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The boy who loved math : the improbable life of Paul Erdos
by by Deborah Heiligman ; pictures by LeUyen Pham.

Publishers Weekly As a boy in Budapest, Paul Erdos (1913-1996) had problems to solve, but they didn't involve math. Rules were a problem, and school was another: "Paul told Mama he didn't want to go to school anymore. Not for 1 more day, for 0 days. He wished he could take days away-negative school days!" Heiligman and Pham cleverly incorporate mathematical references through this story, which follows Erdos from a numbers-obsessed boy to a numbers-obsessed man who flouted societal norms and couch-surfed the globe-other mathematicians were honored to have him as a guest for the chance to talk math with him. Erdos's unconventional brilliance shines through on every page, and extensive author and illustrator notes (including Pham's explanations of the mathematical concepts she works into each illustration) will delight readers with even a fraction of Erdos's interest in math. Ages 3-8. (June) (c) Copyright PWxyz, LLC. All rights reserved.

(c) Copyright PWxyz, LLC. All rights reserved

School Library Journal Gr 3-6-Erdos (1913-1996), the Hungarian-born son of two math teachers, displayed his fascination with numbers early on. Before entering school he could calculate the number of seconds a person had lived just by asking the time and date of their birth. Unable to sit still and follow rules in school, he was homeschooled by his mother. High school was a better fit, and he made friends with students who shared his love of math. His skills became famous, but Erdos didn't know how to do laundry, cook, or even butter his own bread. He "didn't fit into the world in a regular way." So, he created a life that fit him instead. For years he flew around the world, his modest belongings in two suitcases, working with other noted mathematicians. They worked on number and set theory as well as new ideas like combinatorics and the probabilistic method. Some of their efforts led to the better computers and search engines that we use today. The well-researched text and painstakingly accurate illustrations (in terms of setting and mathematics) provide a fascinating introduction to the man. The oversize eyes of the characters give many of them, especially Erdos, a rather maniacal look that is off-putting. The extensive endnotes provide much information and would be useful in a classroom setting. That may be the most likely scenario for exposing children to this picture-book biography. Only the most mathematically devoted would pick it up on their own.-Sara-Jo Lupo Sites, George F. Johnson Memorial Library, Endicott, NY (c) Copyright 2013. Library Journals LLC, a wholly owned subsidiary of Media Source, Inc. No redistribution permitted.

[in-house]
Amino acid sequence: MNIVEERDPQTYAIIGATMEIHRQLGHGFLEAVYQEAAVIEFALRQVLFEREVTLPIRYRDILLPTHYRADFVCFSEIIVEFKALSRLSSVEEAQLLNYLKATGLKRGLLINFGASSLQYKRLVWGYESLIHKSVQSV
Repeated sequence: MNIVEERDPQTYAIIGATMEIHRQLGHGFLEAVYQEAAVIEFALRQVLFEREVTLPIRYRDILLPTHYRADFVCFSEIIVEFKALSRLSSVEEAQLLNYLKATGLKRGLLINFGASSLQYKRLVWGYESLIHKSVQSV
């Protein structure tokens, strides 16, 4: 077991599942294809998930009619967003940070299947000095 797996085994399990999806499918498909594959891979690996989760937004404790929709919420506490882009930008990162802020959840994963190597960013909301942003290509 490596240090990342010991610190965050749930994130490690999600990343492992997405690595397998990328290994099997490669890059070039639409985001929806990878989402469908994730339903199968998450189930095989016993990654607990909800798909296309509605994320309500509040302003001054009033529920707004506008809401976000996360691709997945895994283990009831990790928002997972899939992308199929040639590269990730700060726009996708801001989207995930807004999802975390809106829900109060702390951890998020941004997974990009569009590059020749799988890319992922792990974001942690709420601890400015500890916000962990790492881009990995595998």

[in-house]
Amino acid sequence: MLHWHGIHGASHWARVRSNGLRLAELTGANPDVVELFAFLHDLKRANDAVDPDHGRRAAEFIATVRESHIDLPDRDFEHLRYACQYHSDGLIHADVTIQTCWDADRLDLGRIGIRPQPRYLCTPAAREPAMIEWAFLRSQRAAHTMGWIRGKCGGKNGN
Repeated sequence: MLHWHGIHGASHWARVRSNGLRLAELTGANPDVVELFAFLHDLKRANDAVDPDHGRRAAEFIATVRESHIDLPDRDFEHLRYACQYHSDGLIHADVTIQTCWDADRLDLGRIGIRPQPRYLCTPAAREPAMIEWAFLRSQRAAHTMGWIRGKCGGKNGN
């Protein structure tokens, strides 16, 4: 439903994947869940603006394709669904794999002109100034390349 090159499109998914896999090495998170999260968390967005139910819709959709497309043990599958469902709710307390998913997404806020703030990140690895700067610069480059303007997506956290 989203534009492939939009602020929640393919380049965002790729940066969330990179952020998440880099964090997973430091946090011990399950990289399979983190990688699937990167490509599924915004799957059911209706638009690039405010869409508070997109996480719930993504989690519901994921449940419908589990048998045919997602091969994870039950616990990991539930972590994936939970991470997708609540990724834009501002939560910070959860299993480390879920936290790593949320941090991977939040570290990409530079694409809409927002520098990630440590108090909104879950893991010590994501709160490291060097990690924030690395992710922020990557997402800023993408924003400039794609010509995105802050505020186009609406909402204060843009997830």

(c) Copyright Library Journals LLC, a wholly owned subsidiary of Media Source, Inc. No redistribution permitted.

Book list *Starred Review* Though eccentric mathematician Paul Erdos might seem an unusual subject for a picture book, his story makes for a memorable biography. Growing up in Hungary during WWI, Erdos tried school but chafed at the rules and convinced his mother that he should study at home. He was fascinated by numbers from an early age, and by the time he was 20, he was known as The Magician from Budapest. Unable to do common tasks such as cooking, laundry, or driving, he spent his adult life flying around the world, staying with other mathematicians, and working collaboratively on challenging math problems. Math is woven into the lively writing (Mama loved Paul to infinity. Paul loved Mama to 8, too!). The wonderfully vivid artwork, where ideas from the text are clarified, also uses decorative elements to support the idea that Erdos saw the world differently numerically. Heiligman appends a lengthy note about writing the book, while Pham offers a more extensive note on creating the illustrations, in which she comments on the mathematical ideas and mathematicians depicted in the art. This excellent picture-book biography celebrates a man little known outside his field, but one well worth knowing.--Phelan, Carolyn Copyright 2010 Booklist

From Booklist, Copyright American Library Association. Used with permission.